Return on Invested Capital and Growth: M&A Multiple Drivers Reviewed by Momizat on . Ron Stacey considers Return on Invested Capital (ROIC) and growth using EBITDA as a proxy for cash flow. ROIC, Stacey writes, is a critical value driver that’s Ron Stacey considers Return on Invested Capital (ROIC) and growth using EBITDA as a proxy for cash flow. ROIC, Stacey writes, is a critical value driver that’s Rating:
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Return on Invested Capital and Growth: M&A Multiple Drivers

Ron Stacey considers Return on Invested Capital (ROIC) and growth using EBITDA as a proxy for cash flow. ROIC, Stacey writes, is a critical value driver that’s probably the single most important factor for a given cost of capital.  But calculation is never simple: “People always want a formula, but it doesn’t work that way,” Warren Buffet once noted. “You have to estimate total cash generated from now to eternity, and discount it back to today.” Here’s a case study.  Find out how ROIC works—and what drives it.

Operating companies employ invested capital to generate a return. The capital is invested in operating assets, typically working capital and fixed assets. These assets are financed with interest-bearing debt and equity referred to as the invested capital. The return earned on this investment is the return on invested capital (ROIC) for the operating business. In this short article, we take a look at ROIC and growth using EBITDA (earnings before interest, taxes, depreciation, and amortization) as a proxy for cash flow.

“Return on invested capital…that produce more cash flow per dollar of investment…at the same risk level are worth more!”

Return on invested capital, (ROIC) is a critical value driver (we contend the single most important factor for a given cost of capital) because businesses that produce more cash flow per dollar of investment (capital utilization) at the same risk level (cost of capital) are, well, worth more! Moreover, companies with a high ROIC have a lower reinvestment rate since less of the EBITDA needs be invested to support growth; hence, more of the EBITDA is available for distribution. Known as the reinvestment rate, the math entails dividing the growth rate by the ROIC to find the percentage of EBITDA reinvested to support growth.

To the extent the ROIC exceeds the cost of capital, the business creates value, and the faster it grows, the more value it creates. A business that has a ROIC that is less than the cost of capital destroys value, and the faster it grows, the more value it destroys. A business that creates value commands a higher multiple for a given cost of capital.

As to revenue, growth, and margins, improved margins generally translate to improve ROIC— provided the invested capital remains constant—save for reinvestment requirements. Margins must be improved to the point where the ROIC exceeds the cost of capital in order to create value. Revenue growth is generally not the best way to improve margins except possibly in certain manufacturing situations where fixed costs are high; then again, high, fixed-cost industries (bad economics) can suffer brutal price competition (margin erosion), particularly when overall demand is low.

The following examples demonstrate the relationship between multiples and the key value drivers: ROIC and growth. The supporting tables employ a discounted net EBITDA analysis with a 15-year discrete period and a default to three percent growth thereafter into perpetuity to determine a continuing value. For the latter calculation, the reinvestment rate is computed using the three percent long-term growth assumption. EBITDA margins and ROIC are the same in order to keep the math simple. Our hypothetical example companies are Southwest Widget and Midwest Gadget.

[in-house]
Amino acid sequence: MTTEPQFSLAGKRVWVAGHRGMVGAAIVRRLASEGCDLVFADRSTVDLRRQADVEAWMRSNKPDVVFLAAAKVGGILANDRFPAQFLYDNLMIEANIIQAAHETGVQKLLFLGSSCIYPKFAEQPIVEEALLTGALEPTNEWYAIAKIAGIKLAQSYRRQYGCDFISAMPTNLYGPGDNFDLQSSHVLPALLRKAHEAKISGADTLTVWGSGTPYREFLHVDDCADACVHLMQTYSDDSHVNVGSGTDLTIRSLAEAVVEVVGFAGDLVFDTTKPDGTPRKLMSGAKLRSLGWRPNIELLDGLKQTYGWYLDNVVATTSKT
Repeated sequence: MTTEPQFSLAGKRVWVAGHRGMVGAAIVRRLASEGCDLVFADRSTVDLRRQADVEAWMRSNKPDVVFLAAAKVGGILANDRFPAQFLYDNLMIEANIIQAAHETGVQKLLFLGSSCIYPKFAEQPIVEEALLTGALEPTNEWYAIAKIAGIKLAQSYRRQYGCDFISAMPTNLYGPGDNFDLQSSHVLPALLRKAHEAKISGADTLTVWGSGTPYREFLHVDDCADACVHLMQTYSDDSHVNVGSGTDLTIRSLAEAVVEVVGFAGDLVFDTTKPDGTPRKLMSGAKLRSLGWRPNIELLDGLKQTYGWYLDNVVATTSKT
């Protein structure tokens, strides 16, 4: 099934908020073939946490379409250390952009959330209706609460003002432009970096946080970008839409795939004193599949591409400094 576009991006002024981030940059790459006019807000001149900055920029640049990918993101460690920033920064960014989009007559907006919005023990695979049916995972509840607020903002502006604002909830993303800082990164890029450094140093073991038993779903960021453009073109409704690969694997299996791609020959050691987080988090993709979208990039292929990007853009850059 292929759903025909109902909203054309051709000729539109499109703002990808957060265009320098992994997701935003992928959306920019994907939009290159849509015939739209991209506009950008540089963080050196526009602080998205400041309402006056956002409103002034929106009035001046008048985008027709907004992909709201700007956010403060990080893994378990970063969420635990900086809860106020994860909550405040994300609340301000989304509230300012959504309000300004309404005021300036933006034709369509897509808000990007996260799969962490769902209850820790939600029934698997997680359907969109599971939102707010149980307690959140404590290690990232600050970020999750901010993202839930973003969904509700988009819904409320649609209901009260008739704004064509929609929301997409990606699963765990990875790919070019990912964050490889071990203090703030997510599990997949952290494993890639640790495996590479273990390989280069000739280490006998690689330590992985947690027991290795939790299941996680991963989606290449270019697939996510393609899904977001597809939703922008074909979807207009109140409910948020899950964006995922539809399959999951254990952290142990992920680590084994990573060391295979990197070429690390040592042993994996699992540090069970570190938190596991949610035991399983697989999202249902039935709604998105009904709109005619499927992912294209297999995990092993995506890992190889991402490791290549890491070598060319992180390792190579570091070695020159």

Southwest Widget (“SW”) invests $100 million in a new plant that produces an EBITDA of $10 million on revenues of $100 million, which are expected to grow at five percent annually; the return on invested capital for the new plant is 10 percent. If the cost of capital for SW is 20 percent (remember the five times), then SW has a value less than the value of its invested capital. The table below illustrates the SW situation:


The resulting $34.4 million EBITDA derived value is less than the invested capital at $100 million. Since SW is not earning its cost of capital, the faster it grows, the less it’s worth. This deal is not going to happen with a 20 percent cost of capital and a 10 percent ROIC.

Midwest Gadget (“MG”), on the other hand, builds a new plant for $100 million that earns $20 million in EBITDA; the return on invested capital is 20percent, which is equal to the cost of capital and the value is equal to the invested capital; growth has no impact on value since MG earns exactly its cost of capital. In this case, the multiple is five as shown in the following table.


In a third scenario, assume SW is able to improve its ROIC to 30percent, 10 percent more than the cost of capital, and is able to grow at 15 percent per year. The difference in value is dramatic as indicated below:


The multiple under this scenario is 7.5! Note that the total value is now $225.4 million on that same invested capital of $100 million. High ROIC in high growth situations is the ideal combination for driving value.

We put this idea of ROIC, cost of capital and growth together in the next table developed for a 20 percent (that five again) cost of capital under different growth and ROIC assumptions. As in the above examples, each scenario runs for 15 years and then defaults to a 3 percent long-term growth rate thereafter.



In the first column, the ROIC is less than the cost of capital. Increasing the growth simply destroys value and lowers the multiple even further to a theoretical negative 2.5. In this situation, the ROIC needs to be fixed before any attempts at growth are undertaken. We call this under-performing scenario “the turnaround,” and it rarely gets a five, particularly if both the ROIC and growth need to be improved. This scenario is ideal for distressed investors and turnaround types.